Sudan's army on Wednesday confirmed it attacked an area near the South Sudanese border where Darfur rebels had set up a compound, but South Sudan said bombs landed on its territory, killing five people.
"We attacked Al-Regaibat which is 40 kilometres (25 miles) north of the international border with South Sudan and 10 kilometres north of Samaha," army spokesman Sawarmi Khaled Saad said in a written statement.
The incident adds to growing concern over delays in implementing security and oil deals which the leaders of Sudan and South Sudan hailed in September as ending conflict, after they fought along their undemarcated border in March and April.
Saad alleged that the rebels must have had "great support" from South Sudan, an accusation which goes to the heart of tensions between the two nations.
"There are five casualties, civilians: Two women, one man and two children," South Sudan's army spokesman Philip Aguer told AFP.
He said the casualties came on Tuesday when bombs fell in Kiir Adem, an area near Samaha and claimed by South Sudan.
"It's not a disputed area. It's near to the border", he said, accusing Sudan of more air raids even further south on Wednesday.
But Sudan's army spokesman insisted that "we conducted our battle deep inside Sudan."
Earlier Wednesday the Justice and Equality Movement (JEM) rebels accused the government of bombing around the disputed border region, after the army had threatened to use force.
"Yesterday and the day before yesterday there was intensive aerial bombardment around the Samaha area," said Gibril Adam Bilal, JEM's spokesman.
He said the bombs landed in civilian areas and did not hit rebel positions.
On Monday, army spokesman Saad said the Sudanese Revolutionary Front -- to which JEM belongs -- built a compound, set up a checkpoint and was flying its flag in the Al-Regaibat area, at the Bahr al-Arab River.
Sudan and South Sudan dispute the area, which Sudan considers to be part of East Darfur state.
The Sudanese Revolutionary Front is an alliance of rebel groups from different Sudanese states. It says it is fighting to overthrow the Arab-dominated Khartoum regime.
The Samaha region is one of five areas disputed by Khartoum and the South's government in Juba.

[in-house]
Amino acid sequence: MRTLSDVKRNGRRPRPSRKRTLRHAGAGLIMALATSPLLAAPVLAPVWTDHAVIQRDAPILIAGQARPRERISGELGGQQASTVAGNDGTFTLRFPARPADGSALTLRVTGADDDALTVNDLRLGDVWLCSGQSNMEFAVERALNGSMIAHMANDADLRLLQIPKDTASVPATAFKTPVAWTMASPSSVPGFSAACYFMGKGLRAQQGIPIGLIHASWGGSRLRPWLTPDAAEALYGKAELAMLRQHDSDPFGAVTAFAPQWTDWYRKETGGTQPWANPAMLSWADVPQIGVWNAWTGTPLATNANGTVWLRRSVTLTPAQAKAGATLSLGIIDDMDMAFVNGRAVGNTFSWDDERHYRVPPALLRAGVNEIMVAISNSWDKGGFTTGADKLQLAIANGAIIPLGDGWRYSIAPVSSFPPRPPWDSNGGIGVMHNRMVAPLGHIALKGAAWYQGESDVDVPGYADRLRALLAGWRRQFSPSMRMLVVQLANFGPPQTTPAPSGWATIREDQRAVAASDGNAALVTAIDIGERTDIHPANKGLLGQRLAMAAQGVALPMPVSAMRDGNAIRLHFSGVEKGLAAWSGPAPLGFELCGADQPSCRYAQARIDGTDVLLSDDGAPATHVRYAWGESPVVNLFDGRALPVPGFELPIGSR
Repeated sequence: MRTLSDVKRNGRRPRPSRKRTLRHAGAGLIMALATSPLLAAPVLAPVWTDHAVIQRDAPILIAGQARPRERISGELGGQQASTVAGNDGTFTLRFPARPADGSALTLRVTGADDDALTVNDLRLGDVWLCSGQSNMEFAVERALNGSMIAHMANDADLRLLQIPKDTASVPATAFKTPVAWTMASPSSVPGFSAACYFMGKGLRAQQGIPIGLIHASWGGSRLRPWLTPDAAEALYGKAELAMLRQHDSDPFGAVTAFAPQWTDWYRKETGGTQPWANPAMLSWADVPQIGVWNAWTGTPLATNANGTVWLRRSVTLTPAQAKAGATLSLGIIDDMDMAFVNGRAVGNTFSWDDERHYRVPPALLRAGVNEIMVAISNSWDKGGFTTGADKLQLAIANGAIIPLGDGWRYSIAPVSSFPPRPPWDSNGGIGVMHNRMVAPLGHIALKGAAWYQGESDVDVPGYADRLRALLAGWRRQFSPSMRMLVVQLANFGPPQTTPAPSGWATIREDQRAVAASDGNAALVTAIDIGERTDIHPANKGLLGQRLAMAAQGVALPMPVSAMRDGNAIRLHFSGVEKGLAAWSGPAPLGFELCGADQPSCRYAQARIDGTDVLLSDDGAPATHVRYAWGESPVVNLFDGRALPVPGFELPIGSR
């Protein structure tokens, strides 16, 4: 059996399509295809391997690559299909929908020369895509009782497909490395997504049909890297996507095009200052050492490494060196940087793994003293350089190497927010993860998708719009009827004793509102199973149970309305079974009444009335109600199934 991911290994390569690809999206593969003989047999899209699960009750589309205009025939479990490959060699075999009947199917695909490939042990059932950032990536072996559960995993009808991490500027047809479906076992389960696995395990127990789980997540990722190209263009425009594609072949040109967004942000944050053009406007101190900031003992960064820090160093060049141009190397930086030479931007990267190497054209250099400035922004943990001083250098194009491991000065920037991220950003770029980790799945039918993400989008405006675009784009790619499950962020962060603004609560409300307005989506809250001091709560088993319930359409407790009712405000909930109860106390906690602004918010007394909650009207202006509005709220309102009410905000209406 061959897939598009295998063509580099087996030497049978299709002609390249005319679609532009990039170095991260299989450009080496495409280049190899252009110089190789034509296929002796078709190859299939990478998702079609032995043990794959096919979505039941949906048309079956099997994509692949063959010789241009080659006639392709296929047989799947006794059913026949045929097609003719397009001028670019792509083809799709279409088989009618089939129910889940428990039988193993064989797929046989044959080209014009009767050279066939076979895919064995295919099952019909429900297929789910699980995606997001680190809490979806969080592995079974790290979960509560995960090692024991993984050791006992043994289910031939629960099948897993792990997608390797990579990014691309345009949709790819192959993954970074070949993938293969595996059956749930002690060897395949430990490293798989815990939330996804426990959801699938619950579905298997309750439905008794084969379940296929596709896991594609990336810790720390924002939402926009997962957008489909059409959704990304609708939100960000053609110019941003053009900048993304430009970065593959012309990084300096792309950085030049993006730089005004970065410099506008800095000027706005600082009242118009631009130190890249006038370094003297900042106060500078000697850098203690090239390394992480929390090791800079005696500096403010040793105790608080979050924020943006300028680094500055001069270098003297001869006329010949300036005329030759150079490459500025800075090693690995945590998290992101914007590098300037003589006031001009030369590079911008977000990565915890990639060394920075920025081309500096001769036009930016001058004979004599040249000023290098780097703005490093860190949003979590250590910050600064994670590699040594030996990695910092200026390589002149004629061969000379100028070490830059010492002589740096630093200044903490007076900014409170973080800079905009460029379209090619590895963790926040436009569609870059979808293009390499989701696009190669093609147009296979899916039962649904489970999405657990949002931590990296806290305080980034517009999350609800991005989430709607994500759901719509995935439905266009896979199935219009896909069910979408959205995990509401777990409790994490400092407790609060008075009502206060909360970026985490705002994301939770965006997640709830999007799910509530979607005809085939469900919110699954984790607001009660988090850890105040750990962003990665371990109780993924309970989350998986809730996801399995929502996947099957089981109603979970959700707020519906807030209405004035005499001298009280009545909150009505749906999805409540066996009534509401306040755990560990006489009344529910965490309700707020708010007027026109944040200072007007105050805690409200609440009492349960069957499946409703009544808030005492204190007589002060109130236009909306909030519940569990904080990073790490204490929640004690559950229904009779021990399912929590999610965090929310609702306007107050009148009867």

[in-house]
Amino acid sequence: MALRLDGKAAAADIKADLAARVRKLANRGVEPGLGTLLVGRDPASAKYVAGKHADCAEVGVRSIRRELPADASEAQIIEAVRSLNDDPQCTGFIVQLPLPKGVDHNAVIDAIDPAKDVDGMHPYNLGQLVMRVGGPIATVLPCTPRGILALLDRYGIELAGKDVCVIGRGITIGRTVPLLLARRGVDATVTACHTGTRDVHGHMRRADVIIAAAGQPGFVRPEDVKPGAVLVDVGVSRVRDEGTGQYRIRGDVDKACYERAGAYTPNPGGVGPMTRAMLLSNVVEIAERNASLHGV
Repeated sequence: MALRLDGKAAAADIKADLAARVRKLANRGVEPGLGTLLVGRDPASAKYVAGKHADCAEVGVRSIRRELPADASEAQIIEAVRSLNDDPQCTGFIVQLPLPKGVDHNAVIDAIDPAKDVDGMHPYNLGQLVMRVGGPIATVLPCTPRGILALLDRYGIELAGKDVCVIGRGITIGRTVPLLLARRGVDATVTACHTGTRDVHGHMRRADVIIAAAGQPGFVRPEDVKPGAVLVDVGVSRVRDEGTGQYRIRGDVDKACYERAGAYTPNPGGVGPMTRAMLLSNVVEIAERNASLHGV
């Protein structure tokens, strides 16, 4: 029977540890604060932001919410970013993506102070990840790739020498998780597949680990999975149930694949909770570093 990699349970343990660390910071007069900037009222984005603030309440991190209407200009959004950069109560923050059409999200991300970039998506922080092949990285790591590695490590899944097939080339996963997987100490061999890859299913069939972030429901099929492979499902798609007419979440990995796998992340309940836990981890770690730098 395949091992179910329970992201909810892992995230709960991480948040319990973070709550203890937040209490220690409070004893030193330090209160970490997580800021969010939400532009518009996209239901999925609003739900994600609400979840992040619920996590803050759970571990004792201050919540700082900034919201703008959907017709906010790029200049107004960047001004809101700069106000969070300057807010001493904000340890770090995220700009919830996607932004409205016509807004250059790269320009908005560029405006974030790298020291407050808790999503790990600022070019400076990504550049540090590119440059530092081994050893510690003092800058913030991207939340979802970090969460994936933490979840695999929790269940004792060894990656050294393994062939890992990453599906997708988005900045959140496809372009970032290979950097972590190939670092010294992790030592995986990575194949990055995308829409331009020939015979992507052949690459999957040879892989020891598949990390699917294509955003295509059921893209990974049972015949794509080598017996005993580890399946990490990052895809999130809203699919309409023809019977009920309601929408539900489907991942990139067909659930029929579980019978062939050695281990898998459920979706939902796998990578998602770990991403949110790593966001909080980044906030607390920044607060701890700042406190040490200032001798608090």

They have not been able to resolve the disagreement despite African Union (AU) mediation which led to the September deals that included a demilitarised border buffer zone designed to cut support for insurgencies in Sudan.
Sudan has long accused South Sudan of working with the JEM, a charge denied by the South. But suspected JEM fighters were seen alongside South Sudanese troops during border fighting between Sudan and South Sudan in April.
The two nations have not been able to agree on practical steps to implement the September pacts, the AU said on November 10, urging "full and timely implementation".
On Monday the US State Department spokeswoman, Victoria Nuland, called on Sudan and South Sudan to meet again and recommit themselves to the September 27 accords.
"The creation of the safe demilitarised border zone between the two countries is vital to ensure that both countries honour their commitments to cease support to proxies and, most importantly, prevent inter-state conflict," she said in a statement.
The September agreements were also supposed to allow a resumption of South Sudanese oil through northern pipelines for export.
But on Tuesday South Sudanese President Salva Kiir said restarting the flow, crucial to the fledgling nation's economy, is stalled after Sudan demanded that Juba denounce old comrades still fighting inside Sudan.
Khartoum accuses South Sudan of backing those rebels in South Kordofan and Blue Nile states.
Sudan said it is ready to receive oil from the South, which separated in July 2011 under a peace deal that ended 23 years of civil war.